{¶ 11} When a mortgagor defaults, a mortgagee "may elect among separate and independent remedies to collect the debt secured by a mortgage." (Citations omitted.) Deutsche Bank Natl. Trust Co. v. Holden, 147 Ohio St.3d 85, 2016-Ohio-4603, 60 N.E.3d 1243, ¶ 21. These remedies include: (1) suits seeking personal judgments against mortgagors to recover amounts due on promissory notes, without resorting to the mortgaged property; (2) actions to enforce mortgages, which are for the mortgagee's excusive benefit and for those claiming under the mortgagee; and (3) "based on the property interest created by the mortgagor's default on the mortgage, the mortgagee may bring a foreclosure action to cut off the mortgagor's right of redemption, determine the existence and extent of the mortgage lien, and have the mortgaged property sold for its satisfaction." (Citations omitted.) Id. at ¶ 22-24.

{¶ 12} The case before us involves the third remedy, which is a foreclosure action asking that the property be sold. However, a" 'foreclosure proceeding is the enforcement of a debt obligation,' * * * and the debt is established by the note." Id. at ¶ 27, quoting Wilborn v. Bank One Corp., 121 Ohio St.3d 546, 2009-Ohio-306, 906 N.E.2d 396, ¶ 17. In Holden, the court concluded that a bank could proceed in foreclosure against a debtor who had been discharged from any obligation on a promissory note in bankruptcy proceedings, so long as the bank could prove that "it is the party entitled to enforce the note-regardless of whether it can obtain a personal judgment on it against the [obligors]." Holden at ¶ 27.

{¶ 13} " To properly support a motion for summary judgment in a foreclosure action, a plaintiff must present evidentiary-quality materials showing: (1) the movant is the holder of the note and mortgage, or is a party entitled to enforce the instrument; (2) if the movant is not the original mortgagee, the chain of assignments and transfers; (3) the mortgagor is in default; (4) all conditions precedent have been met; and (5) the amount of principal and interest due.'" (Citations omitted.) JP Morgan Chase Bank, N.A. v. Massey, 2d Dist. Montgomery No. 25459, 2013-Ohio-5620, ¶ 20.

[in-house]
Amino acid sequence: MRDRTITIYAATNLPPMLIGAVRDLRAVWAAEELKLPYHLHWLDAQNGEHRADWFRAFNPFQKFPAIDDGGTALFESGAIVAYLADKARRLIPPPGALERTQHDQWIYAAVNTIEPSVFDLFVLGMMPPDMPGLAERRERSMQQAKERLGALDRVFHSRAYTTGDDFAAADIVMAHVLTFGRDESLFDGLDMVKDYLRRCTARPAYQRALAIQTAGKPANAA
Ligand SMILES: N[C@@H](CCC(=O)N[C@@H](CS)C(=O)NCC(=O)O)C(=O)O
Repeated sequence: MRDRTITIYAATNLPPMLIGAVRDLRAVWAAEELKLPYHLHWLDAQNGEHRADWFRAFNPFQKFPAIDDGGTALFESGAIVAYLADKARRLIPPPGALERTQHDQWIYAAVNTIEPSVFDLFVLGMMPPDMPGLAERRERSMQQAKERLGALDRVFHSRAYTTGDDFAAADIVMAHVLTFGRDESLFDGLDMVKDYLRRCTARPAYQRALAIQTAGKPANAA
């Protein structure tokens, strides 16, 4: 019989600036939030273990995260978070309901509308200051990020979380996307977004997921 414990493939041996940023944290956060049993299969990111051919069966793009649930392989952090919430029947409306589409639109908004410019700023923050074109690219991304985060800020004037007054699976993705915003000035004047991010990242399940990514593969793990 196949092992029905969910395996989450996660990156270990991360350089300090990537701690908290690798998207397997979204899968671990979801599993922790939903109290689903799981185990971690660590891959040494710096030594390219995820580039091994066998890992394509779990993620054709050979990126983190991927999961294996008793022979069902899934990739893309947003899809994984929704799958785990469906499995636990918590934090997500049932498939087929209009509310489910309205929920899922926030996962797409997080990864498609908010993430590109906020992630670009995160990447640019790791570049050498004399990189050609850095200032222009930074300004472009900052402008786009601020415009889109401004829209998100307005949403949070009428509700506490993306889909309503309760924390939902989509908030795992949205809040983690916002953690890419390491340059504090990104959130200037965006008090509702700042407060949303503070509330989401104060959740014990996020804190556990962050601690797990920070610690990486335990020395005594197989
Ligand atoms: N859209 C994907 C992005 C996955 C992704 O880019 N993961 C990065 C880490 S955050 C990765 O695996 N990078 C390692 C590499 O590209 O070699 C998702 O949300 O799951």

{¶ 14} Anderson first takes issue with Nationstar's proof that it is the current mortgagee. According to Anderson, Nationstar failed to establish an unbroken chain of title between it and the original mortgagee. Further, Anderson contends that this failure means that Nationstar lacked standing to pursue the foreclosure action.

{¶ 15} A party commencing litigation must have standing to sue to invoke the jurisdiction of the common pleas court. Fed. Home Loan Mtge. Corp. v. Schwartzwald, 134 Ohio St.3d 13, 2012-Ohio-5017, 979 N.E.2d 1214, ¶ 38. "To have standing, a plaintiff must have a personal stake in the outcome of the controversy and have suffered some concrete injury that is capable of resolution by the court." (Citations omitted.) Bank of Am., N.A. v. Adams, 8th Dist. Cuyahoga No. 101056, 2015-Ohio-675, ¶ 7.

{¶ 16} Attached to Nationstar's complaint and to its motion for summary judgment are copies of the assignments of the November 24, 1999 mortgage. First, the mortgage was assigned by Security National Mortgage Banc, LLC to Flagstar Bank, FSB, on November 24, 1999. Then, Flagstar Bank, FSB assigned the mortgage to Fannie Mae, or Federal National Mortgage Association, in care of Chase...